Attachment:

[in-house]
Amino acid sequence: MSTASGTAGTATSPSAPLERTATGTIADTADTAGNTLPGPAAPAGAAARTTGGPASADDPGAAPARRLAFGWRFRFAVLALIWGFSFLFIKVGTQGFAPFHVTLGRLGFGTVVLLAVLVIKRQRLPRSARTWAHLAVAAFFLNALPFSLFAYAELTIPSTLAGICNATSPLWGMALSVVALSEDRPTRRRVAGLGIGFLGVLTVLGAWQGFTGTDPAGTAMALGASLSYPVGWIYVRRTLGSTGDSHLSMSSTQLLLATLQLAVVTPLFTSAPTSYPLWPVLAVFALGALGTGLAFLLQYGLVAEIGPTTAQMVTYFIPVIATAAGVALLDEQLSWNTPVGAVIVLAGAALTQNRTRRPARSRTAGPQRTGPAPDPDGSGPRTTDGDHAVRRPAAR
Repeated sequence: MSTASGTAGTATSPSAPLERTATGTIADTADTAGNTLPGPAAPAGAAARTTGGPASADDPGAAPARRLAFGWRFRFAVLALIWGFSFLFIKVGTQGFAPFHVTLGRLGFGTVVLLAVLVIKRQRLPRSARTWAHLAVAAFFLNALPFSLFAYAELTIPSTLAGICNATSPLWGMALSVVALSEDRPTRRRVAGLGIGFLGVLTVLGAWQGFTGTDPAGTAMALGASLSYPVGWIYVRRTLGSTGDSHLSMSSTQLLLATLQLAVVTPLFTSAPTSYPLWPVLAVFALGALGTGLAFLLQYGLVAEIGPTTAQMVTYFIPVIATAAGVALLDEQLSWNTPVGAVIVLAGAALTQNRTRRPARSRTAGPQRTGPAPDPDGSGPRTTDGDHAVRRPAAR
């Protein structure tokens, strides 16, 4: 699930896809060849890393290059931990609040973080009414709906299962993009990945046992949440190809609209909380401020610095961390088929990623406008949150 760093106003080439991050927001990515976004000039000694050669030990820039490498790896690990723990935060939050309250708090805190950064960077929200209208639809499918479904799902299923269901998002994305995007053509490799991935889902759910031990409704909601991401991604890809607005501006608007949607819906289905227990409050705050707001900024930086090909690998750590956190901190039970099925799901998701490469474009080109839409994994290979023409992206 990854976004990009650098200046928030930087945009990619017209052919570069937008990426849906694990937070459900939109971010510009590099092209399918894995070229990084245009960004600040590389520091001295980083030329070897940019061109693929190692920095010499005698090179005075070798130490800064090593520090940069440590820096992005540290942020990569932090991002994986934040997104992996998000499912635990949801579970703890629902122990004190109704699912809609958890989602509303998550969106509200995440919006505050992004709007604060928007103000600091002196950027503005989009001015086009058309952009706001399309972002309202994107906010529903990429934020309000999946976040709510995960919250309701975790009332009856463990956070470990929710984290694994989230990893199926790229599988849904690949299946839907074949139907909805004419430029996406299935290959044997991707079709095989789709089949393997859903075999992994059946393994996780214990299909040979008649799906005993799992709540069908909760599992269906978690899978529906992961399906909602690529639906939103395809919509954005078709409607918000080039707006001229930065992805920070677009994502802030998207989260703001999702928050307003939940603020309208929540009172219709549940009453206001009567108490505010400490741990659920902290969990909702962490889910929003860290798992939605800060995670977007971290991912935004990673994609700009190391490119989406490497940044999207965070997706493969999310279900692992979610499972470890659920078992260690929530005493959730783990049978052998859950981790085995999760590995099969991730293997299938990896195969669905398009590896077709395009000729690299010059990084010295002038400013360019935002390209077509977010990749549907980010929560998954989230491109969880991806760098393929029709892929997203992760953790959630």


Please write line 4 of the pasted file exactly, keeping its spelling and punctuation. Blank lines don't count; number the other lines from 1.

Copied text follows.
């Protein structure tokens, strides 16, 4: 699930896809060849890393290059931990609040973080009414709906299962993009990945046992949440190809609209909380401020610095961390088929990623406008949150 760093106003080439991050927001990515976004000039000694050669030990820039490498790896690990723990935060939050309250708090805190950064960077929200209208639809499918479904799902299923269901998002994305995007053509490799991935889902759910031990409704909601991401991604890809607005501006608007949607819906289905227990409050705050707001900024930086090909690998750590956190901190039970099925799901998701490469474009080109839409994994290979023409992206 990854976004990009650098200046928030930087945009990619017209052919570069937008990426849906694990937070459900939109971010510009590099092209399918894995070229990084245009960004600040590389520091001295980083030329070897940019061109693929190692920095010499005698090179005075070798130490800064090593520090940069440590820096992005540290942020990569932090991002994986934040997104992996998000499912635990949801579970703890629902122990004190109704699912809609958890989602509303998550969106509200995440919006505050992004709007604060928007103000600091002196950027503005989009001015086009058309952009706001399309972002309202994107906010529903990429934020309000999946976040709510995960919250309701975790009332009856463990956070470990929710984290694994989230990893199926790229599988849904690949299946839907074949139907909805004419430029996406299935290959044997991707079709095989789709089949393997859903075999992994059946393994996780214990299909040979008649799906005993799992709540069908909760599992269906978690899978529906992961399906909602690529639906939103395809919509954005078709409607918000080039707006001229930065992805920070677009994502802030998207989260703001999702928050307003939940603020309208929540009172219709549940009453206001009567108490505010400490741990659920902290969990909702962490889910929003860290798992939605800060995670977007971290991912935004990673994609700009190391490119989406490497940044999207965070997706493969999310279900692992979610499972470890659920078992260690929530005493959730783990049978052998859950981790085995999760590995099969991730293997299938990896195969669905398009590896077709395009000729690299010059990084010295002038400013360019935002390209077509977010990749549907980010929560998954989230491109969880991806760098393929029709892929997203992760953790959630």